Proto-Language

It isn’t easy to get back to writing after the break I’ve taken to start of the New Year. But it’s nothing compared to learning how to talk and write for the first time. Roman has come to the age where he clearly has things to say, and he likely thinks that he has the skills to say those things, but in reality while he’s mastered some of the sounds and intonations of our language, it will still be quite some time before he’s able to understandably express himself. He gets frustrated when we don’t understand him, and more than once he’s subjected us to angry toddler tirades–not crying, just yelling and (apparently) cursing, although we have no idea where he would learn that kind of language.

He is learning to say words for real, but the number of words we can actually understand is still not large. It’s still limited to yes, no, mom, dad, banana, Jewel, Please, Elena, snack, that, and a few more. During our tooth-brushing routine, we usually sing the alphabet song as a way of making sure that we’ve been brushing teeth for long enough. Roman doesn’t want to be left out of this, so he always asks for his own toothbrush and sings along. He does a pretty cute rendition of the first few bars, even with a toothbrush in his mouth. It’s probably evidence that some of his learning will be influenced by wanting to be like Elena, and by trying to do the things that we approve of in her.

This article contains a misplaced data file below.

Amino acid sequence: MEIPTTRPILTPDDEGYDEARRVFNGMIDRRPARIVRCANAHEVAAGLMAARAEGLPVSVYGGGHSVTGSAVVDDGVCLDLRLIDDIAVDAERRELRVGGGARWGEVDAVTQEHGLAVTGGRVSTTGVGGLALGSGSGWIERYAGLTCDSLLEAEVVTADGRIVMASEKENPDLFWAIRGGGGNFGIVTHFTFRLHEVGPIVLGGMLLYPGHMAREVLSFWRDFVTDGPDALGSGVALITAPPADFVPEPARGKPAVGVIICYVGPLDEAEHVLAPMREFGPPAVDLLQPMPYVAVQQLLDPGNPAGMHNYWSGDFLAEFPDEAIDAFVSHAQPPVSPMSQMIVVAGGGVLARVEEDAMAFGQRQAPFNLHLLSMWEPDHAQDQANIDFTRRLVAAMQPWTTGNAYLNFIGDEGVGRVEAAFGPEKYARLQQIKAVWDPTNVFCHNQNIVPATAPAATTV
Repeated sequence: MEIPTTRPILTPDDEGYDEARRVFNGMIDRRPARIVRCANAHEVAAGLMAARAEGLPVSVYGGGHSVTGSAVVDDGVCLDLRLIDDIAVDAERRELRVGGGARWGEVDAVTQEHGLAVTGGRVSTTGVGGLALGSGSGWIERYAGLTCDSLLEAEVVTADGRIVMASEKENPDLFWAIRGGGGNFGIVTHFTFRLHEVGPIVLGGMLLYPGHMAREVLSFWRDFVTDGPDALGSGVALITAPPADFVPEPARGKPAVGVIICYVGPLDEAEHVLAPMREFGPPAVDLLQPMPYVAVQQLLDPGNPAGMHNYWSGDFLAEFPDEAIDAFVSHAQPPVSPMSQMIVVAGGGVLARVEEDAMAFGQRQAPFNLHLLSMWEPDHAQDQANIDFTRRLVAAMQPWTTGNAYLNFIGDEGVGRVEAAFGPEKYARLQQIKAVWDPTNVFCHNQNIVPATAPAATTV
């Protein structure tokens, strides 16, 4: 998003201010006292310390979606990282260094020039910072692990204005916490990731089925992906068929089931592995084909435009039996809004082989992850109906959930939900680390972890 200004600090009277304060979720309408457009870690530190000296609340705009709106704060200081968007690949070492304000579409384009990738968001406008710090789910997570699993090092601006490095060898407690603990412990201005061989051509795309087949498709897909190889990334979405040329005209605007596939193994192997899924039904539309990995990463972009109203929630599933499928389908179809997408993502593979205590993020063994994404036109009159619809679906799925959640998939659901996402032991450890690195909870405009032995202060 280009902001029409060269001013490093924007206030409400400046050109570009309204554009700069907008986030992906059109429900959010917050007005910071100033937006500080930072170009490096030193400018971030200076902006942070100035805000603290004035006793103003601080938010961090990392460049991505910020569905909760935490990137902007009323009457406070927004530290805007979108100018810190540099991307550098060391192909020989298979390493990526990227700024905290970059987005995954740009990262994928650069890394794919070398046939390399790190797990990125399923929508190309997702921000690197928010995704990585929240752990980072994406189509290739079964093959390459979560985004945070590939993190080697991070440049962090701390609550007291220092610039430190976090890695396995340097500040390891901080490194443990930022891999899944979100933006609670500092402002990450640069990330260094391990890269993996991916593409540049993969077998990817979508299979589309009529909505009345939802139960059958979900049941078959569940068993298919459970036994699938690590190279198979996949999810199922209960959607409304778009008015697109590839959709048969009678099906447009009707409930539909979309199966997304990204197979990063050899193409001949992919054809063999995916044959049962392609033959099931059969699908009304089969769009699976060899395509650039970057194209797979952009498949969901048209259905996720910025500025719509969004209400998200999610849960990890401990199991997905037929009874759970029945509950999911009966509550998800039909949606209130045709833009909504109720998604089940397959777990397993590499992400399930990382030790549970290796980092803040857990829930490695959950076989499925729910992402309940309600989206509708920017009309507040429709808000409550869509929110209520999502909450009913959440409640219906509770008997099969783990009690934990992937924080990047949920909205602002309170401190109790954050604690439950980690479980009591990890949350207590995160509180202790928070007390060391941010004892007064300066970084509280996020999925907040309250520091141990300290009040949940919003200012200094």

Elena has been working on the written form of communication. Jenny prints out letter worksheets that have the wide, dotted lines I remember from kindergarten, although printer paper is much smoother and easier to write than the rough yellow stuff in the notebooks back then. Each worksheet has a letter written out completely a few times, then a line or two where Elena can trace the dotted lines to write the letter, then a few more blank lines where she can try to write it on her own. Elena likes working on them, although there is a limit to how long she can maintain her focus. We saw a tangible benefit when she was able to write her own name on thank-you notes for Christmas gifts she received.

I have an idea for a fictional short story that falls in the Stuart Little sub-genre of Magic Realism. The story is about an normal family, ordinary in every way except that their toddler inexplicably is acquiring a foreign language instead of their own–Instead of “yes” and “no”, he learns to say “да” and “нет”. There are some great themes to explore: the mysteries of learning, the challenges of communication between parents and children, the fine line between ability and disability, and so forth. I am afraid that I would not be able to do justice to the characters or plot that might accompany this initial idea, but maybe someday I’ll try.

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